Free market economists have always favored free trade. That means there are no quotas or tariffs imposed by any country on any product. The theoretical outcome is that all countries benefit by producing goods that are produced most efficiently and then trading for other products with countries that have a comparative advantage.
In other words, the US produces wheat extremely efficiently. Columbia produces coffee very efficiently. If the US produces just wheat and Columbia produces just coffee, the total output of the two countries would be greater than the total if each country made each product and did not trade.
If they trade fairly and freely to meet the country’s needs for the product they are not producing, both countries end up with more. Everyone wins.
There are some downsides. Free trade often results in a structural unemployment problem. That occurs when the newly created jobs are not filled by the unemployed because the skills don’t match. If the US stops producing coffee, coffee workers become unemployed. The expanding wheat industry needs workers. If the skills of the unemployed coffee workers don’t match the skills of the wheat growers, a structural unemployment problem is created.
And lastly, each country relies on the other for the total supply of a product. With some products that could be a very serious problem, especially if a country cuts the supply of vital goods. That may mean Americans (in my example) won’t their coffee or it could be Americans don’t get medicines in the real world.
Over time, most economists wrote off the objections. They reasoned that training programs can reduce structural unemployment. Government assistance to new firms can increase the likelihood of their success. And if the selling country cuts off the supply to the purchasing country, their revenue would fall, perhaps significantly. In other words, they need us as much as we need them.
Economists also reasoned that this mutual reliance should tend to reduce hostilities between countries that need each other for their economies to grow and flourish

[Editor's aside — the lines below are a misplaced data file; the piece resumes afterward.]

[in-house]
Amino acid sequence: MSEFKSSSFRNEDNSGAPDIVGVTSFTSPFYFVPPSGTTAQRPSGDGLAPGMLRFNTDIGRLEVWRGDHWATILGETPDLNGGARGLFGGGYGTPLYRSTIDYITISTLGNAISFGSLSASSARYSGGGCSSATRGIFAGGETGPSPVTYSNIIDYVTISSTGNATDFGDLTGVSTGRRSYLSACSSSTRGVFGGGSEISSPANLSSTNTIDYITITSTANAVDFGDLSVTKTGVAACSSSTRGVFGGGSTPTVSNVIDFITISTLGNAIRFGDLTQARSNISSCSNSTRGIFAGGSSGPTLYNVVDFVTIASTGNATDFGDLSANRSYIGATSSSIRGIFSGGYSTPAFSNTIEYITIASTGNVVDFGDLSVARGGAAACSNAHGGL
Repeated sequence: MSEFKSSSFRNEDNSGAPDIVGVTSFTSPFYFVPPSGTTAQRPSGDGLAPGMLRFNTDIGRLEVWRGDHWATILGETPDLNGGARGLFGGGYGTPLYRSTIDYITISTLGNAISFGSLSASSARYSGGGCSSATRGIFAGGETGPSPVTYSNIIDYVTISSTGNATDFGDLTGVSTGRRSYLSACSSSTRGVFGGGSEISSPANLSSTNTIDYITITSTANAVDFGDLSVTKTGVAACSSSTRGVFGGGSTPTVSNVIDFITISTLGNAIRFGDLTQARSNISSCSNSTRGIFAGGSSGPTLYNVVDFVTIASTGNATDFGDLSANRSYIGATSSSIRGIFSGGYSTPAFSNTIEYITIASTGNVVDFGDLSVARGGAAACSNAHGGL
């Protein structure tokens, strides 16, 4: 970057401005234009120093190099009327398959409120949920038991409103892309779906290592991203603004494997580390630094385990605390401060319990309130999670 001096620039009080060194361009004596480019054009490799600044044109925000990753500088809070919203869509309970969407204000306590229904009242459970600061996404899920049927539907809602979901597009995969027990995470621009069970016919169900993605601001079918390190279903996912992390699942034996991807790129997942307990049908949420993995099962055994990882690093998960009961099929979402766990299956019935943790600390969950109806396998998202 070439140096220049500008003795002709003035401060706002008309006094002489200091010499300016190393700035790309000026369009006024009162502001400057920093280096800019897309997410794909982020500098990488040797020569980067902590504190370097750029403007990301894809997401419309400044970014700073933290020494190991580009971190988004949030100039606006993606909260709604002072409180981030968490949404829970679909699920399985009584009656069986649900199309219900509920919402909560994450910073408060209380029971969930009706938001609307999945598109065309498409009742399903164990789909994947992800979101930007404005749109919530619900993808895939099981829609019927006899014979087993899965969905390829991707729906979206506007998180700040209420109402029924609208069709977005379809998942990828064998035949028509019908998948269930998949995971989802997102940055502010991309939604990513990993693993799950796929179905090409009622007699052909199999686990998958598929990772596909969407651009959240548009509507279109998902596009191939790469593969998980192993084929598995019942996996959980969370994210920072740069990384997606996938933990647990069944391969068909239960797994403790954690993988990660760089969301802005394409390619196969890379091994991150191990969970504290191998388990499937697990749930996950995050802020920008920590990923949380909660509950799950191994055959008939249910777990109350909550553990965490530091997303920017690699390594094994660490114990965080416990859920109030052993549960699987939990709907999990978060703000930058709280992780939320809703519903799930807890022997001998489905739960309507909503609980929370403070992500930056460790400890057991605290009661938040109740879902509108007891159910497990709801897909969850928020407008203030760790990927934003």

The prior administration and then the pandemic changed many economists’ view of free trade. In 2017, the administration examined the various trade agreements the US had. In every case, the agreements were slanted in favor of our trading partners and to the detriment of US interests.
For instance, under an agreement, when China produced a car and sold it in the US, they were charged a 10% tariff. When the US sold an American made car in China, a 25% tariff was charged. Obviously, we will buy their products, so many of our dollars flow into China. At the same time, our cars are so expensive in China, few are sold so few of China’s dollars flow into the US.
That results in a $400 billion annual trade deficit with China.
With much production occurring in China, valuable jobs are lost by workers with very specific skills. They are often in mid-life when acquiring new skills may be difficult.
Most worrisome is the reliance on China for life preserving and lifesaving medicines and medical devices. The pandemic has shown that this reliance can put the US in a difficult position. Most Americans would likely agree to a higher price if the product was made in America.
To reverse the huge negative trade deficit with China, higher tariffs were placed on many of the goods they produce. That action allowed some American companies to start to produce. The steel industry sprung back to life.
Today Congress is considering removing many of the tariffs currently in place on China. That will result in manufacturers remaining in China and may attract more manufacturers. While that will tend to keep prices down, it will increase our reliance on China, who often has an adversarial position with the US.
It appears economists, even free-market economists, are changing their view on free trade, mostly because free doesn’t mean fair and sometimes the non-economic impacts of policy actions are greater than the economic benefit.
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